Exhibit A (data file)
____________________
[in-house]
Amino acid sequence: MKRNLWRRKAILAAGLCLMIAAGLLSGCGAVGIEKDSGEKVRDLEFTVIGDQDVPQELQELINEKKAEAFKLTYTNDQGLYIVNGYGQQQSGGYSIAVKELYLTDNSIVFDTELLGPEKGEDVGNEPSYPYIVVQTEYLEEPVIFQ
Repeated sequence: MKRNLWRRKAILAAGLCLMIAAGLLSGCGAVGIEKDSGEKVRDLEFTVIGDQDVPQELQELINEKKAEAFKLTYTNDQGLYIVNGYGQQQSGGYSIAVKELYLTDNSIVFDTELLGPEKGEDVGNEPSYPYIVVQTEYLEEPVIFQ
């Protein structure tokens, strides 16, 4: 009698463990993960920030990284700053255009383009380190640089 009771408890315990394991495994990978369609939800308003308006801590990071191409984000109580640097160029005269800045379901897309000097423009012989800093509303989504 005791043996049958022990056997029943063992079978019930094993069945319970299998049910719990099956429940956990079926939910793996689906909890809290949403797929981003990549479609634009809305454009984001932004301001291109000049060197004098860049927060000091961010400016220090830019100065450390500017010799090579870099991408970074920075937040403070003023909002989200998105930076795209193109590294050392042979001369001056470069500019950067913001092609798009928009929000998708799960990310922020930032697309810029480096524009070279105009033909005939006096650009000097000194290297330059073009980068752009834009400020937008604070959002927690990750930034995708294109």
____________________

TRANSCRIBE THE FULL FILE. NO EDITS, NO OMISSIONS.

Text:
[in-house]
Amino acid sequence: MKRNLWRRKAILAAGLCLMIAAGLLSGCGAVGIEKDSGEKVRDLEFTVIGDQDVPQELQELINEKKAEAFKLTYTNDQGLYIVNGYGQQQSGGYSIAVKELYLTDNSIVFDTELLGPEKGEDVGNEPSYPYIVVQTEYLEEPVIFQ
Repeated sequence: MKRNLWRRKAILAAGLCLMIAAGLLSGCGAVGIEKDSGEKVRDLEFTVIGDQDVPQELQELINEKKAEAFKLTYTNDQGLYIVNGYGQQQSGGYSIAVKELYLTDNSIVFDTELLGPEKGEDVGNEPSYPYIVVQTEYLEEPVIFQ
């Protein structure tokens, strides 16, 4: 009698463990993960920030990284700053255009383009380190640089 009771408890315990394991495994990978369609939800308003308006801590990071191409984000109580640097160029005269800045379901897309000097423009012989800093509303989504 005791043996049958022990056997029943063992079978019930094993069945319970299998049910719990099956429940956990079926939910793996689906909890809290949403797929981003990549479609634009809305454009984001932004301001291109000049060197004098860049927060000091961010400016220090830019100065450390500017010799090579870099991408970074920075937040403070003023909002989200998105930076795209193109590294050392042979001369001056470069500019950067913001092609798009928009929000998708799960990310922020930032697309810029480096524009070279105009033909005939006096650009000097000194290297330059073009980068752009834009400020937008604070959002927690990750930034995708294109």